The UN Security Council has adopted a resolution aimed at giving fresh momentum to the Israeli-Palestinian peace process, according to yesterday's BBC News report. The text of the article is below.

The resolution describes US-brokered talks between Israelis and Palestinians as "irreversible" and urges greater diplomatic efforts to secure a deal.

The resolution is the first on the Middle East issue adopted by the 15-member council in almost five years.
It passed by 14 votes to zero. One council member, Libya, abstained.

The draft calls on both parties to "refrain from any steps that could undermine confidence or prejudice the outcome of negotiations".

It also urges an "intensification of diplomatic efforts" to build lasting peace in the Middle East.

The US-brokered negotiations were launched at Annapolis, Maryland, in November 2007, with the goal of achieving a peace deal before President George W Bush leaves office on 20 January 2009.

This is not going to happen but, says the BBC's Laura Trevelyan at the UN, the resolution gives the security council's backing for the talks to continue.

Diplomats say the resolution is America's attempt to carry over any progress to Barack Obama's administration.

Polls suggest the hawkish Binjamin Netanyahu could be elected Israeli prime minister in February, however, and he does not want to carry on with the negotiations in their current format, our correspondent adds.

Tuesday, December 16, 2008

"Very Shameful" Shoe-throwing incident

I was stunned by yesterday's news report about an Iraqi journalist throwing his shoes at President Bush, during his press conference in Baghdad. I was chatting with an Iraqi friend online last night and asked for his thoughts. Here's his viewpoint...

Me: Did you hear about the shoe-throwing incident at Bush? What do you think?

Iraqi friend: Very shameful! All decent people are ashamed of it. You should read the Iraqi press and the internet

Me: Well, the demonstrations on the street in support of the shoe-thrower are getting a ton of press, too..

Iraqi friend: The few Sadris? (supporters of Muqtada al-Sadr) Come on...

Me: What's the Iraqi press saying about it?

Iraqi friend: Read the comments from thousands of people on the internet. They are very embarassed and ashamed that a guest has been treated like this. Look at sites like SotalIraq and elaph.com

Me: Why are decent people embarassed? Because it wasn't appropriate? Aren't a lot of Iraqis mad at Bush?

Iraqi friend: Many people are calling Bush a liberator and it was his work and the freedom he brought that allowed this guy to do what he did. Plus, he was a guest of the people of Iraq. Many people are saying that they hated Bush until the incident and now they are embarrassed because this was simply bad manners towards a guest.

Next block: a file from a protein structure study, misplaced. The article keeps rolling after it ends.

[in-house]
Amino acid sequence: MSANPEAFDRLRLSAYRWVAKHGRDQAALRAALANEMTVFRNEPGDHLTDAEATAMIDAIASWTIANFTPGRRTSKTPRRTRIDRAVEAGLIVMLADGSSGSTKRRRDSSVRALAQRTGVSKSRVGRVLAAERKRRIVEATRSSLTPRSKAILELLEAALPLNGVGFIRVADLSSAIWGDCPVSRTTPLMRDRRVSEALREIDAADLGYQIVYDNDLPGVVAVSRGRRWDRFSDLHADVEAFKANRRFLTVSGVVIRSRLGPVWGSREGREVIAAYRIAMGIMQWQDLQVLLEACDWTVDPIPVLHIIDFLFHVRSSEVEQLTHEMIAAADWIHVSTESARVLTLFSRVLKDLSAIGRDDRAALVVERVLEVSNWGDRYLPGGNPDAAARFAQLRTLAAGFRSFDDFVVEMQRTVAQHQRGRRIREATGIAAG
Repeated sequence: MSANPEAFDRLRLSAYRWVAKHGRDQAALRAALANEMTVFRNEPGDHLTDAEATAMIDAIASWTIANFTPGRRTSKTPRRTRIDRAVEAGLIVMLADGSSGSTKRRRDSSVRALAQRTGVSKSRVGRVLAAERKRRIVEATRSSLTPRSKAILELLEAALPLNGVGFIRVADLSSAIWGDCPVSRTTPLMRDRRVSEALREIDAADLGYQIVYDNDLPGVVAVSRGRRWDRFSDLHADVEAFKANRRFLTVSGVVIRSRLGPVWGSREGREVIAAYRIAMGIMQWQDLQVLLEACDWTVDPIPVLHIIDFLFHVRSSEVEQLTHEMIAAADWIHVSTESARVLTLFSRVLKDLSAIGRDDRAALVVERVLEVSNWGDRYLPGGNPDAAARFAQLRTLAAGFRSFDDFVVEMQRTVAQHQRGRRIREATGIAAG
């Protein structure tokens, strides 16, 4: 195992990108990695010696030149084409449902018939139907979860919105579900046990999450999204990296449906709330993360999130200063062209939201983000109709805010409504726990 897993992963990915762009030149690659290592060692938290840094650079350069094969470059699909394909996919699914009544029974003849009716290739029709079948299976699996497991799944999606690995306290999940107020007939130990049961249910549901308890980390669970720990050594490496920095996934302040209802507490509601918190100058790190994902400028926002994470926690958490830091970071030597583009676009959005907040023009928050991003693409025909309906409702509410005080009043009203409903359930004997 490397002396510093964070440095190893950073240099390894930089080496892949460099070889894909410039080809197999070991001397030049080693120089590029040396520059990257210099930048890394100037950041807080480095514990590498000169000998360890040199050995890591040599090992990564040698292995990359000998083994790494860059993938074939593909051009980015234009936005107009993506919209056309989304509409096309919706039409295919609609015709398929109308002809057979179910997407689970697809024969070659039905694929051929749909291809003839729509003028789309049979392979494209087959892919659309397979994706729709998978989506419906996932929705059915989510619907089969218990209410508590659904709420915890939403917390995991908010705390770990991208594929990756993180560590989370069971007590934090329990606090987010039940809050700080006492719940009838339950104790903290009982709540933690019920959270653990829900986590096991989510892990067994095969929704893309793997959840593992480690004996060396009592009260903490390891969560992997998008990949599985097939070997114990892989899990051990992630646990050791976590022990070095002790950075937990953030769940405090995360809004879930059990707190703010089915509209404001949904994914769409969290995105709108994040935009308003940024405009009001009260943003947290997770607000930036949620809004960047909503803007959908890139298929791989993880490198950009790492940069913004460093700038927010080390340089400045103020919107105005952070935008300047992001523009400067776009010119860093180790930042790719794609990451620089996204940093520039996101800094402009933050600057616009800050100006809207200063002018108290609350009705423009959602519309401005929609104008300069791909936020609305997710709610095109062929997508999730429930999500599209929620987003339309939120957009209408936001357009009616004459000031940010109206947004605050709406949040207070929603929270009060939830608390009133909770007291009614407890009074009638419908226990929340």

Monday, December 15, 2008

Walking from Nazareth to Bethlehem for Christmas

This is so neat. A friend just forwarded me this link to a BBC reporter's online diary, starting today, of his walk from Nazareth to Bethlehem, intending to make it by Christmas. He'll be traveling through military checkpoints and disputed territory in the Israel and West Bank. You can follow along on his daily adventures via video and text here.

Why is he doing it?

(This from the BBC article.) BBC correspondent Aleem Maqbool explains his motivation for retracing the Christmas journey made by Joseph and Mary in the New Testament.

For all the sacred places in this region - Jerusalem, Bethlehem, Nazareth, Jericho - it is the land in-between where you can often feel most connected to history.
The hills and valleys have played a part in so many of the stories that still shape the lives of millions around the world today.

Whether you believe Mary and Joseph's walk ever took place or not, most of us became familiar with the story at a young age.

Many of us are even scarred by embarrassing moments acting in school nativity plays - or perhaps that is just me... I once played a sheep.

If it did happen, the journey of around 150km (93 miles), along Roman roads and dirt tracks, is likely to have been an arduous one, particularly for a heavily pregnant woman.

What does not get included in the nativity plays, is the probability that the couple also faced hostility from Samaritans who lived in what is now the northern West Bank.

Complex land

Of course, there are new difficulties today. The supposed route goes through areas of continued conflict between Israelis and Palestinians.

Army incursions, militancy, and checkpoints manned by soldiers are commonplace, and all have the potential to interrupt my journey.

Still, the notion of a walk from Nazareth to Bethlehem is, for me, a romantic one.

When I have told people here what I intend to do, they have generally seemed quite amused, but understand that it is a vehicle to tell modern day stories along this ancient route.

It will hopefully help me to get to know at least a little bit more about this complex land through getting to hear people's stories on the way.